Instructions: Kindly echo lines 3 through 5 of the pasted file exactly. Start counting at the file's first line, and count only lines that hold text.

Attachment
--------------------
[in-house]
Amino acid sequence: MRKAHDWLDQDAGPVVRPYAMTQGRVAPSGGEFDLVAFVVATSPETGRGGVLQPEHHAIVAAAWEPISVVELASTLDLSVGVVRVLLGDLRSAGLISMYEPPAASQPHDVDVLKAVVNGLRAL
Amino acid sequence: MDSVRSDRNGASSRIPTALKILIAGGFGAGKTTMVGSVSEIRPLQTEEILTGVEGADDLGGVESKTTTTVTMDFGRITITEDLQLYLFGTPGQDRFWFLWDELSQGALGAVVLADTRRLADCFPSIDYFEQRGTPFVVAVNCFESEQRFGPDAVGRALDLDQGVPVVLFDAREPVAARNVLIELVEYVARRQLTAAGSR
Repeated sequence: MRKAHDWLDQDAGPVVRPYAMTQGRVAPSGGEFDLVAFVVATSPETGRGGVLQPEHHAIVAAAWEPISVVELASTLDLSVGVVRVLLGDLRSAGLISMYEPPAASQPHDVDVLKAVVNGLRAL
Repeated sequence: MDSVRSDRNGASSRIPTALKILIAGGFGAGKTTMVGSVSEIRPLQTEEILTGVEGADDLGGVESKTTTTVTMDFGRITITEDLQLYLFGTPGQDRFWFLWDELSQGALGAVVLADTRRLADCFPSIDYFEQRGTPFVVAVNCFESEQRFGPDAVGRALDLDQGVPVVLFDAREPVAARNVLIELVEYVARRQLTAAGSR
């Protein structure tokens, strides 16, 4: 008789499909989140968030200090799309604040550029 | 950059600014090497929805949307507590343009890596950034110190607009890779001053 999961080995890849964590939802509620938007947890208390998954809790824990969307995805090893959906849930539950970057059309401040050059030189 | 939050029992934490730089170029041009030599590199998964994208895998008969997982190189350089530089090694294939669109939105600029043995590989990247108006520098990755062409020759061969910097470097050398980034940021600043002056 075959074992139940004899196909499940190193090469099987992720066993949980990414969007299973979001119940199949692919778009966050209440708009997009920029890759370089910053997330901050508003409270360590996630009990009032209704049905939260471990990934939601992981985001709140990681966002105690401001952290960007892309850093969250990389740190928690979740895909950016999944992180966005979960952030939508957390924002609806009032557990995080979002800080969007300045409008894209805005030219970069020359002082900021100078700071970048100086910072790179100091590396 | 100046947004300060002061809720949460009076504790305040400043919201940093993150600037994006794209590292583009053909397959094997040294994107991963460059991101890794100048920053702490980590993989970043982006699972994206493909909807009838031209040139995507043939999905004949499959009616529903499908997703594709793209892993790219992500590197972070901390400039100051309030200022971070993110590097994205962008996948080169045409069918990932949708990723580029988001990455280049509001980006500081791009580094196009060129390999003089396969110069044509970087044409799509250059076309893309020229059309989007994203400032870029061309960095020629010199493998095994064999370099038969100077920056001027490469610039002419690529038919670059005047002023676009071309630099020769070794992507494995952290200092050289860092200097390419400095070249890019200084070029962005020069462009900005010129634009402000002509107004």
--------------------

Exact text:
Amino acid sequence: MDSVRSDRNGASSRIPTALKILIAGGFGAGKTTMVGSVSEIRPLQTEEILTGVEGADDLGGVESKTTTTVTMDFGRITITEDLQLYLFGTPGQDRFWFLWDELSQGALGAVVLADTRRLADCFPSIDYFEQRGTPFVVAVNCFESEQRFGPDAVGRALDLDQGVPVVLFDAREPVAARNVLIELVEYVARRQLTAAGSR
Repeated sequence: MRKAHDWLDQDAGPVVRPYAMTQGRVAPSGGEFDLVAFVVATSPETGRGGVLQPEHHAIVAAAWEPISVVELASTLDLSVGVVRVLLGDLRSAGLISMYEPPAASQPHDVDVLKAVVNGLRAL
Repeated sequence: MDSVRSDRNGASSRIPTALKILIAGGFGAGKTTMVGSVSEIRPLQTEEILTGVEGADDLGGVESKTTTTVTMDFGRITITEDLQLYLFGTPGQDRFWFLWDELSQGALGAVVLADTRRLADCFPSIDYFEQRGTPFVVAVNCFESEQRFGPDAVGRALDLDQGVPVVLFDAREPVAARNVLIELVEYVARRQLTAAGSR